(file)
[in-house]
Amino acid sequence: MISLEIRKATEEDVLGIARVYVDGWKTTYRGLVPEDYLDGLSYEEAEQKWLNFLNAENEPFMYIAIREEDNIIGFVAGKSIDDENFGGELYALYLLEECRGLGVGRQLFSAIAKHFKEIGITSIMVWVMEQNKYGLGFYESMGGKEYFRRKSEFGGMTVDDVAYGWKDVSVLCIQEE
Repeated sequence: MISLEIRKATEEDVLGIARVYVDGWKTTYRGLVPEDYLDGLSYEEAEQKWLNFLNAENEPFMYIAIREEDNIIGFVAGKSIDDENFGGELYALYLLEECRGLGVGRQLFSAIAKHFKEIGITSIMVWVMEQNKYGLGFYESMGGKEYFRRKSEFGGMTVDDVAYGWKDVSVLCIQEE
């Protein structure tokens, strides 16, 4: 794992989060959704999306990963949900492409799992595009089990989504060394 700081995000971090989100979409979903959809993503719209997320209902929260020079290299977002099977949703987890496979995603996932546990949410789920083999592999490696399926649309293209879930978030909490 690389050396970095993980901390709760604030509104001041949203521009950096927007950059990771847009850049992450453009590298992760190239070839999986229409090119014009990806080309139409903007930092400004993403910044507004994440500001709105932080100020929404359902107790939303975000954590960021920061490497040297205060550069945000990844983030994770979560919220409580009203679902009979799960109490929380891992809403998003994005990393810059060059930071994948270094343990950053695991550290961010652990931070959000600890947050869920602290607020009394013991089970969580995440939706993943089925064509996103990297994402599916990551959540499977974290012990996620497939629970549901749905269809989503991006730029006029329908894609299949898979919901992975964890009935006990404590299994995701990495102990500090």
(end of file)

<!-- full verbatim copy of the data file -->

[in-house]
Amino acid sequence: MISLEIRKATEEDVLGIARVYVDGWKTTYRGLVPEDYLDGLSYEEAEQKWLNFLNAENEPFMYIAIREEDNIIGFVAGKSIDDENFGGELYALYLLEECRGLGVGRQLFSAIAKHFKEIGITSIMVWVMEQNKYGLGFYESMGGKEYFRRKSEFGGMTVDDVAYGWKDVSVLCIQEE
Repeated sequence: MISLEIRKATEEDVLGIARVYVDGWKTTYRGLVPEDYLDGLSYEEAEQKWLNFLNAENEPFMYIAIREEDNIIGFVAGKSIDDENFGGELYALYLLEECRGLGVGRQLFSAIAKHFKEIGITSIMVWVMEQNKYGLGFYESMGGKEYFRRKSEFGGMTVDDVAYGWKDVSVLCIQEE
């Protein structure tokens, strides 16, 4: 794992989060959704999306990963949900492409799992595009089990989504060394 700081995000971090989100979409979903959809993503719209997320209902929260020079290299977002099977949703987890496979995603996932546990949410789920083999592999490696399926649309293209879930978030909490 690389050396970095993980901390709760604030509104001041949203521009950096927007950059990771847009850049992450453009590298992760190239070839999986229409090119014009990806080309139409903007930092400004993403910044507004994440500001709105932080100020929404359902107790939303975000954590960021920061490497040297205060550069945000990844983030994770979560919220409580009203679902009979799960109490929380891992809403998003994005990393810059060059930071994948270094343990950053695991550290961010652990931070959000600890947050869920602290607020009394013991089970969580995440939706993943089925064509996103990297994402599916990551959540499977974290012990996620497939629970549901749905269809989503991006730029006029329908894609299949898979919901992975964890009935006990404590299994995701990495102990500090």